alpine 3.6
access weakness #17

4

Weakness Breakdown


Definition:

An access weakness occurs when software does not properly implement permissions that could have unintended consequences if exploited by malicious actors. An example of this weakness is when a default username and password are set by the developer but do not get changed by the system administrator.

Warning code(s):

If this call fails, the program could fail to drop heightened privileges.

File Name:

krb5/src/krb5-1.14.3/src/ccapi/common/win/OldCC/secure.cxx

Context:

The highlighted line of code below is the trigger point of this particular Alpine 3.6 access weakness.

  * It is OK for OpenThreadToken to return an error -- that just means impersonation
 * is off.
 */
SecureClient::SecureClient():
    m_Error(0),
    m_hToken(0),
    m_NeedRestore(false) {

    HANDLE hThread = GetCurrentThread();
    HANDLE hThDuplicate;
    
    int status  = DuplicateHandle(  GetCurrentProcess(),
                                    hThread,
                                    GetCurrentProcess(),
                                    &hThDuplicate,
                                    TOKEN_ALL_ACCESS,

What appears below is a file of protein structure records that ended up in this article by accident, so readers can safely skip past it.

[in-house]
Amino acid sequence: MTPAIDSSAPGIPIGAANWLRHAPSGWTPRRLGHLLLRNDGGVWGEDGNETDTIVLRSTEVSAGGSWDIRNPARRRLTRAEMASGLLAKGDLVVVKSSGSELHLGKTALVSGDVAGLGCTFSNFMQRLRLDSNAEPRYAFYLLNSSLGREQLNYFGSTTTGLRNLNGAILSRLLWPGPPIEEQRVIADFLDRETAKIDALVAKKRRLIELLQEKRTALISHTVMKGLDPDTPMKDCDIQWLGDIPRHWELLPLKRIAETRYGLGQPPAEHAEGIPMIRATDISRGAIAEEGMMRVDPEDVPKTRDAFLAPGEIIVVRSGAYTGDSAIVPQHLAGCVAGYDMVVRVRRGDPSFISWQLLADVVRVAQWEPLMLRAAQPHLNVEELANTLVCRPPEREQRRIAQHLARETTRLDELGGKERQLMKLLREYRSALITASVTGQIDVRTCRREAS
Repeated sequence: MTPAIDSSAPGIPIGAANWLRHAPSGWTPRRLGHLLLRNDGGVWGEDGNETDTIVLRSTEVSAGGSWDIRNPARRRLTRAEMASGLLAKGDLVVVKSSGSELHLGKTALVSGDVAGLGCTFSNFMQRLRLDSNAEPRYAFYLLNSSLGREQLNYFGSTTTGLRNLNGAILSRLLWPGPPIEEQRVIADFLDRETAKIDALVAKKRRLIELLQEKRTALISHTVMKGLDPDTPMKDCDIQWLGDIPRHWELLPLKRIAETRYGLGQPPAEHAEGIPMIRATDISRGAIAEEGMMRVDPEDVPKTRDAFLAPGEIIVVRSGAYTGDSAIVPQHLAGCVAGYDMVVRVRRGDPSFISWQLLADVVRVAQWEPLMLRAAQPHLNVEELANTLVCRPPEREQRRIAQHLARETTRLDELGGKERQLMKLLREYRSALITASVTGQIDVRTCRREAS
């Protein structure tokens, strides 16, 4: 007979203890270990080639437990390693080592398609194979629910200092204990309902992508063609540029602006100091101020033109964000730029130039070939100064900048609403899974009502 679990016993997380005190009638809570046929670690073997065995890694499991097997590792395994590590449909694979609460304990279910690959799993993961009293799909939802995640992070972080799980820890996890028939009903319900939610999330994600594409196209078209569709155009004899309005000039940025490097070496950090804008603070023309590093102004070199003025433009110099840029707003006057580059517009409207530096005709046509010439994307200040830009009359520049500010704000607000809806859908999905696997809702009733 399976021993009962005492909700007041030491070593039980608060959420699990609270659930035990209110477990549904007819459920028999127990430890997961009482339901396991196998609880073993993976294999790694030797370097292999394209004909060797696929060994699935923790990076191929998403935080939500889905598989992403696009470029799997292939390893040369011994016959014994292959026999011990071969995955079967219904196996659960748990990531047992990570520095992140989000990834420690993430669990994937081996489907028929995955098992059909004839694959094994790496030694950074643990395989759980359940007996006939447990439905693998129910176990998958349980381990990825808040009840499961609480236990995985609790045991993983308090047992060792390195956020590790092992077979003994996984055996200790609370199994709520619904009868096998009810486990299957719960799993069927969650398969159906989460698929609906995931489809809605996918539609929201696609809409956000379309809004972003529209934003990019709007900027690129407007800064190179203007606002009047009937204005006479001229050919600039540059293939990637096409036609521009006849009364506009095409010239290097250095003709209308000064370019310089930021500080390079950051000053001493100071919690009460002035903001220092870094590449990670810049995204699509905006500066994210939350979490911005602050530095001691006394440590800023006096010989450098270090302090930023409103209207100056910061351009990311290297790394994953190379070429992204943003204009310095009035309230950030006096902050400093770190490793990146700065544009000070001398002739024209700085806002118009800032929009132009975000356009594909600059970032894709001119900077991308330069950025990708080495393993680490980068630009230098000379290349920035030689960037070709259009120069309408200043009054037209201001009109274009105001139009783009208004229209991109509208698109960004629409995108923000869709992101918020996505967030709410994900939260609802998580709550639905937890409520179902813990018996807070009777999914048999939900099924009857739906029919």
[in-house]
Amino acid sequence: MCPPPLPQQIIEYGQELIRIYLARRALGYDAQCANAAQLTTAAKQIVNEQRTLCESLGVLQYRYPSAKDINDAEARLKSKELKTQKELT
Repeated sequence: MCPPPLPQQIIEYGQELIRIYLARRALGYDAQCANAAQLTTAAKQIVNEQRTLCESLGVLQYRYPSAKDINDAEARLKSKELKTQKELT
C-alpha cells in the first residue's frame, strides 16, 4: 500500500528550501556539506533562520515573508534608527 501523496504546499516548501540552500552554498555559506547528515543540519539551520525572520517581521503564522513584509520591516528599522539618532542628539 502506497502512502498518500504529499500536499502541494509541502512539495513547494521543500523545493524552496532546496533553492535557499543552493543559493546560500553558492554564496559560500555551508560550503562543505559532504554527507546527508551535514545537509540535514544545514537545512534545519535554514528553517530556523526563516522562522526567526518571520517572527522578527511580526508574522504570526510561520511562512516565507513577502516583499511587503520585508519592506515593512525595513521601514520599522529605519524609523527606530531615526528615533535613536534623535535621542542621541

FALSE,
                                    0);
    if (!status) return;

    if (!OpenThreadToken(hThDuplicate, TOKEN_ALL_ACCESS, FALSE, &m_hToken)) {
        m_Error = GetLastError();
        return;
        }
    if (SetThreadToken(&hThDuplicate, NULL)) {
        m_NeedRestore = true;
    } else {
        m_Error = GetLastError();
        }
    CloseHandle(hThDuplicate);
    }

SecureClient::~SecureClient() {
    if (m_NeedRestore) {
        HANDLE hThread = GetCurrentThread();
        if (!SetThreadToken(&hThread, m_hToken)) {
            m_Error = cci_check_error(GetLastError());
            }
        }
    if (m_hToken) {
        if (!CloseHandle(m_hToken)) {
            m_Error = cci_check_error(GetLastError());
            }
        }
    }

DWORD SecureClient::Error() {
    return m_Error;
    } 

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